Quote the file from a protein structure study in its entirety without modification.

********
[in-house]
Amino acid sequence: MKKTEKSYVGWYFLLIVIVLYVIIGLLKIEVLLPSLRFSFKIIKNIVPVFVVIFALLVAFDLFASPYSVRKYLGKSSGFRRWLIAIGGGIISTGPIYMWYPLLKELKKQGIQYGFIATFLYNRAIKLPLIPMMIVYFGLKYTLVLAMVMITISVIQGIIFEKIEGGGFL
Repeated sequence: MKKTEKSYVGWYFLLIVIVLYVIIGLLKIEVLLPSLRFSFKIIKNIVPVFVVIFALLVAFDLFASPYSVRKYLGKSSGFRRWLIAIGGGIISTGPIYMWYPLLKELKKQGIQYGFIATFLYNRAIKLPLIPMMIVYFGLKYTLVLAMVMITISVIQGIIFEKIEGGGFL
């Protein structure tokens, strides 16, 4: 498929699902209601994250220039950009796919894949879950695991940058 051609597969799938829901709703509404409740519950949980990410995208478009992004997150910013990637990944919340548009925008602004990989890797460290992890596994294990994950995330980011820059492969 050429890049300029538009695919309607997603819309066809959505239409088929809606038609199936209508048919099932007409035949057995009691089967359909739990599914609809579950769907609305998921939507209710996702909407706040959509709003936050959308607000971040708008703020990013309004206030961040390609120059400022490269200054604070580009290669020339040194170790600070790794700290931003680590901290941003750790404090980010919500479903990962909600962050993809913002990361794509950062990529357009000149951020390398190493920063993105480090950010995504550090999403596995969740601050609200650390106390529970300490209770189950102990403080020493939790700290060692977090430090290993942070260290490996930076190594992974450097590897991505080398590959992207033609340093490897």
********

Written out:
[in-house]
Amino acid sequence: MKKTEKSYVGWYFLLIVIVLYVIIGLLKIEVLLPSLRFSFKIIKNIVPVFVVIFALLVAFDLFASPYSVRKYLGKSSGFRRWLIAIGGGIISTGPIYMWYPLLKELKKQGIQYGFIATFLYNRAIKLPLIPMMIVYFGLKYTLVLAMVMITISVIQGIIFEKIEGGGFL
Repeated sequence: MKKTEKSYVGWYFLLIVIVLYVIIGLLKIEVLLPSLRFSFKIIKNIVPVFVVIFALLVAFDLFASPYSVRKYLGKSSGFRRWLIAIGGGIISTGPIYMWYPLLKELKKQGIQYGFIATFLYNRAIKLPLIPMMIVYFGLKYTLVLAMVMITISVIQGIIFEKIEGGGFL
């Protein structure tokens, strides 16, 4: 498929699902209601994250220039950009796919894949879950695991940058 051609597969799938829901709703509404409740519950949980990410995208478009992004997150910013990637990944919340548009925008602004990989890797460290992890596994294990994950995330980011820059492969 050429890049300029538009695919309607997603819309066809959505239409088929809606038609199936209508048919099932007409035949057995009691089967359909739990599914609809579950769907609305998921939507209710996702909407706040959509709003936050959308607000971040708008703020990013309004206030961040390609120059400022490269200054604070580009290669020339040194170790600070790794700290931003680590901290941003750790404090980010919500479903990962909600962050993809913002990361794509950062990529357009000149951020390398190493920063993105480090950010995504550090999403596995969740601050609200650390106390529970300490209770189950102990403080020493939790700290060692977090430090290993942070260290490996930076190594992974450097590897991505080398590959992207033609340093490897």